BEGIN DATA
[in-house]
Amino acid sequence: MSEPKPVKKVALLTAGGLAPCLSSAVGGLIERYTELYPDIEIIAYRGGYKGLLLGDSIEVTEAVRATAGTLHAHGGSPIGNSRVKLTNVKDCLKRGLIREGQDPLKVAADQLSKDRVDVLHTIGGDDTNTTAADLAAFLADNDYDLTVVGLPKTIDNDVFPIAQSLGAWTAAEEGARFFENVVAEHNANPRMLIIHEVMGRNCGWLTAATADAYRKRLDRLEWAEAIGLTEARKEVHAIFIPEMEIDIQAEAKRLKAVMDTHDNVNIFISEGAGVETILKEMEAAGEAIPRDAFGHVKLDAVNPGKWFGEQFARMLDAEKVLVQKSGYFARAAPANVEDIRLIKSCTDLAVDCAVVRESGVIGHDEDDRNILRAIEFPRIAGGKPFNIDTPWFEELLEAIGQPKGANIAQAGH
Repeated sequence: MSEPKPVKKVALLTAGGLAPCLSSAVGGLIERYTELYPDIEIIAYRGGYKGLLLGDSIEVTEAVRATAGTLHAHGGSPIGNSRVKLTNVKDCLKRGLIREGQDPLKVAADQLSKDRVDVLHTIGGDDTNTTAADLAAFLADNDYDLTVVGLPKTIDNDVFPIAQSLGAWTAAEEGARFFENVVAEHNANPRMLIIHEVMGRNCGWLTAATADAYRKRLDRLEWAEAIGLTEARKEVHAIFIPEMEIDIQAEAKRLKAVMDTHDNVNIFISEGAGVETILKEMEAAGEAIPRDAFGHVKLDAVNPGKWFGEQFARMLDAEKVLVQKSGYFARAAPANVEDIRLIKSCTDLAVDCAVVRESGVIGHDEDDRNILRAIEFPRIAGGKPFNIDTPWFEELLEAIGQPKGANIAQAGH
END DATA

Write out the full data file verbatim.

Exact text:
[in-house]
Amino acid sequence: MSEPKPVKKVALLTAGGLAPCLSSAVGGLIERYTELYPDIEIIAYRGGYKGLLLGDSIEVTEAVRATAGTLHAHGGSPIGNSRVKLTNVKDCLKRGLIREGQDPLKVAADQLSKDRVDVLHTIGGDDTNTTAADLAAFLADNDYDLTVVGLPKTIDNDVFPIAQSLGAWTAAEEGARFFENVVAEHNANPRMLIIHEVMGRNCGWLTAATADAYRKRLDRLEWAEAIGLTEARKEVHAIFIPEMEIDIQAEAKRLKAVMDTHDNVNIFISEGAGVETILKEMEAAGEAIPRDAFGHVKLDAVNPGKWFGEQFARMLDAEKVLVQKSGYFARAAPANVEDIRLIKSCTDLAVDCAVVRESGVIGHDEDDRNILRAIEFPRIAGGKPFNIDTPWFEELLEAIGQPKGANIAQAGH
Repeated sequence: MSEPKPVKKVALLTAGGLAPCLSSAVGGLIERYTELYPDIEIIAYRGGYKGLLLGDSIEVTEAVRATAGTLHAHGGSPIGNSRVKLTNVKDCLKRGLIREGQDPLKVAADQLSKDRVDVLHTIGGDDTNTTAADLAAFLADNDYDLTVVGLPKTIDNDVFPIAQSLGAWTAAEEGARFFENVVAEHNANPRMLIIHEVMGRNCGWLTAATADAYRKRLDRLEWAEAIGLTEARKEVHAIFIPEMEIDIQAEAKRLKAVMDTHDNVNIFISEGAGVETILKEMEAAGEAIPRDAFGHVKLDAVNPGKWFGEQFARMLDAEKVLVQKSGYFARAAPANVEDIRLIKSCTDLAVDCAVVRESGVIGHDEDDRNILRAIEFPRIAGGKPFNIDTPWFEELLEAIGQPKGANIAQAGH